A photo posted by U.S. Department of Education (@usedgov) on

King emphasized just how important access to quality education is, talking once again about how his life was changed for the better thanks to his experience in a public school.

"Quality, equitable public education is essential to a strong democracy, a thriving economy, and increased opportunity for all," he wrote.

 

My life is proof of the transformative power of education — as are the lives of the countless students I’ve taught, mentored, or, in the last year, met in the 31 states I’ve visited as Education Secretary. New York City public school teachers quite literally saved my life. When I lost both parents at an early age, teachers gave me a safe haven. They challenged me with high expectations and rich learning opportunities. Teachers provided me with hope in a time of despair. They helped me thrive and become the person I am today, and inspired me to become a high school social studies teacher and middle school principal — and to try to do for other students what educators did for me. Quality, equitable public education is essential to a strong democracy, a thriving economy, and increased opportunity for all. #allmeansall

A photo posted by U.S. Department of Education (@usedgov) on

King ended the post with a shout out to First Lady Michelle Obama, who spent her time in the White House advocating for various education issues—like increasing access to education for girls on a global scale and improving the nutritional content of food offered in U.S. schools.

"Empower yourselves with a good education, then get out there and use that education to build a country worthy of your boundless promise," King remembers Obama said.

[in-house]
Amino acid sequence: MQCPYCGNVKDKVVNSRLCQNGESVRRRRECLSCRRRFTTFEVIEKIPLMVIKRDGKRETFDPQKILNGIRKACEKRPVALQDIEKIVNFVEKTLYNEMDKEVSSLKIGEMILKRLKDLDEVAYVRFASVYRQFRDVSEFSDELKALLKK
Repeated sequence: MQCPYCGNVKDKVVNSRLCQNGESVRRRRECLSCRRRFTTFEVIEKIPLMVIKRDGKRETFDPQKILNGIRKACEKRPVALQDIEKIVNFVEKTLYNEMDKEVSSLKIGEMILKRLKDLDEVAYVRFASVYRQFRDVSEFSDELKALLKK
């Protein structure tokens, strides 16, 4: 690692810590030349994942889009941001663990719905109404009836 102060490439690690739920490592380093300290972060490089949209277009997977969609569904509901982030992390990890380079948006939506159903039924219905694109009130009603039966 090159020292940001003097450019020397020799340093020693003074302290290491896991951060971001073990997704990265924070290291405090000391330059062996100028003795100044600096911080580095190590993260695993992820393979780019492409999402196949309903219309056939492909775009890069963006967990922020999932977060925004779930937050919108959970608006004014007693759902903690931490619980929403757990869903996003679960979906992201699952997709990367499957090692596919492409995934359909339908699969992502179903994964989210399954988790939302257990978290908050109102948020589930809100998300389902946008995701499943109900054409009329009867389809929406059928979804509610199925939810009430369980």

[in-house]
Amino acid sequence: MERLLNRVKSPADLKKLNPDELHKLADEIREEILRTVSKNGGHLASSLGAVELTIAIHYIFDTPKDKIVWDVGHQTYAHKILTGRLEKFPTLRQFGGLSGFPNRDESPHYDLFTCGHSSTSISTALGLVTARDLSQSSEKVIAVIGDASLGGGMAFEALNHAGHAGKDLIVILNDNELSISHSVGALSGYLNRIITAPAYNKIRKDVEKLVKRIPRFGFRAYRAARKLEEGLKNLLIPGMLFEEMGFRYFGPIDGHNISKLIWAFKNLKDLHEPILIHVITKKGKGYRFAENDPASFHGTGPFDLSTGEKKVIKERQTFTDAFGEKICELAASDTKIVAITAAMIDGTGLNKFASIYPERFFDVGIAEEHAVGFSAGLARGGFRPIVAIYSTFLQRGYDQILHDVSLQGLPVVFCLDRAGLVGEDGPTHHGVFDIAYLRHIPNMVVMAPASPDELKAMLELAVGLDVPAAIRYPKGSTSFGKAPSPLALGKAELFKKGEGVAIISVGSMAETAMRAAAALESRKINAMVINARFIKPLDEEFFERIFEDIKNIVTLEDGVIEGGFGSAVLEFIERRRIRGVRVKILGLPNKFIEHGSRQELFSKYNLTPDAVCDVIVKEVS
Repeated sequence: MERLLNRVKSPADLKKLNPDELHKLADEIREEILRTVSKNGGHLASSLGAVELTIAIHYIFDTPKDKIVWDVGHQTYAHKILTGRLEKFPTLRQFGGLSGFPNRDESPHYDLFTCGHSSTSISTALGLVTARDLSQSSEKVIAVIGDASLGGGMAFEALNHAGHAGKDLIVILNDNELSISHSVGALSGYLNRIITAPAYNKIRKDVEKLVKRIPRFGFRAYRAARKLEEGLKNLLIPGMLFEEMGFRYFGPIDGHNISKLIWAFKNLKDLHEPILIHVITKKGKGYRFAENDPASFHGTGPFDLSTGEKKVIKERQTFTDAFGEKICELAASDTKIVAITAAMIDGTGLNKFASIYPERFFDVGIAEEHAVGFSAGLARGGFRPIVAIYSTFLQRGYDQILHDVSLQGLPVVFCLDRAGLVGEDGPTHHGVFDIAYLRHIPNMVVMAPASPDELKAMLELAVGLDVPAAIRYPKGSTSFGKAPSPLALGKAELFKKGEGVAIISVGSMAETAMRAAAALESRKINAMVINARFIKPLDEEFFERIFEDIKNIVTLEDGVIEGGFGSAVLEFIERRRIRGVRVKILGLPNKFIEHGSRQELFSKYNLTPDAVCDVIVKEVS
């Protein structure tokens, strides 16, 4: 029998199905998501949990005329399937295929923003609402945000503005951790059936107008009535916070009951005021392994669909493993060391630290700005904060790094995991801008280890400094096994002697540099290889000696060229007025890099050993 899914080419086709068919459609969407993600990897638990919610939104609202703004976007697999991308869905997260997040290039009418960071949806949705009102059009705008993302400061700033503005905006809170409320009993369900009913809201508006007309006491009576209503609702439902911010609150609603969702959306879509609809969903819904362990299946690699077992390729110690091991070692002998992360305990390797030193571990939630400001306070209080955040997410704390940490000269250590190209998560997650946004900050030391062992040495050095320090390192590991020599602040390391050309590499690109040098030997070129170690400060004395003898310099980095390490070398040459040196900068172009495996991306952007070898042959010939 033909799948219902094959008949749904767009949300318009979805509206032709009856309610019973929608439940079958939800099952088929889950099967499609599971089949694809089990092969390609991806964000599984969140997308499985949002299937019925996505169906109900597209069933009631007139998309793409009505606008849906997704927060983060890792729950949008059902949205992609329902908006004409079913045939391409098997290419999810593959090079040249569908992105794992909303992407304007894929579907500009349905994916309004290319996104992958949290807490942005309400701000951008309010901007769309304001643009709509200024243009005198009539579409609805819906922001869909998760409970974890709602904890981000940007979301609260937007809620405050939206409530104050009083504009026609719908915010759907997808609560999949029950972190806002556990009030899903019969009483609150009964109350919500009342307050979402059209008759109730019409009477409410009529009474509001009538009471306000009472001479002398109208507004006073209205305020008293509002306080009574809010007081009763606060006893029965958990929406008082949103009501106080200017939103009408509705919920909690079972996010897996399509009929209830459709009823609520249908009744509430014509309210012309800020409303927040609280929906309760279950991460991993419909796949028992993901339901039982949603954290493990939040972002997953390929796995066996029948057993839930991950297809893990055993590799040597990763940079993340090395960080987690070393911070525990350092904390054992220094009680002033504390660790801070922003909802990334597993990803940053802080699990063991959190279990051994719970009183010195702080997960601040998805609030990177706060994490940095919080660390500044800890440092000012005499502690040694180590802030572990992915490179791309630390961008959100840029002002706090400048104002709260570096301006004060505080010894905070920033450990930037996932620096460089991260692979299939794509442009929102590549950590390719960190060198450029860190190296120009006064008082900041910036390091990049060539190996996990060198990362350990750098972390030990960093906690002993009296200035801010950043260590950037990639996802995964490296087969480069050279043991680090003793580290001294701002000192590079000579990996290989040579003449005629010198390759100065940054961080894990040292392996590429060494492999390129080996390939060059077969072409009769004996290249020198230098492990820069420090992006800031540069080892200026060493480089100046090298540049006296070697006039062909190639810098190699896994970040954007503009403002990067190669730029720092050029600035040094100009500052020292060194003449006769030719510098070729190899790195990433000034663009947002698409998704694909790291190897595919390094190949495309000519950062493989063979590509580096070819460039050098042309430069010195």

Going forward, King commits to continuing his work in education.

 

Never doubt that if we develop our children’s minds, nurture their hearts, and make sure they know they are safe and welcome in their schools — no matter who they are — the future of our country is strong. When First Lady @michelleobama gave her final speech, she dedicated it to educators and students themselves. The First Lady told young people, “Empower yourselves with a good education, then get out there and use that education to build a country worthy of your boundless promise.” She asked young people to lead by example, through education, and with hope. And that’s exactly what I know so many of us who serve in the education community will continue to do, too. To lead by our example, through education, and with hope. Know that I will be rooting for and working hard right along with you.

A photo posted by U.S. Department of Education (@usedgov) on

"Know that I will be rooting for and working hard right along with you," reads the last words of his final message. 

Nicole Gorman, Senior Education World Contributor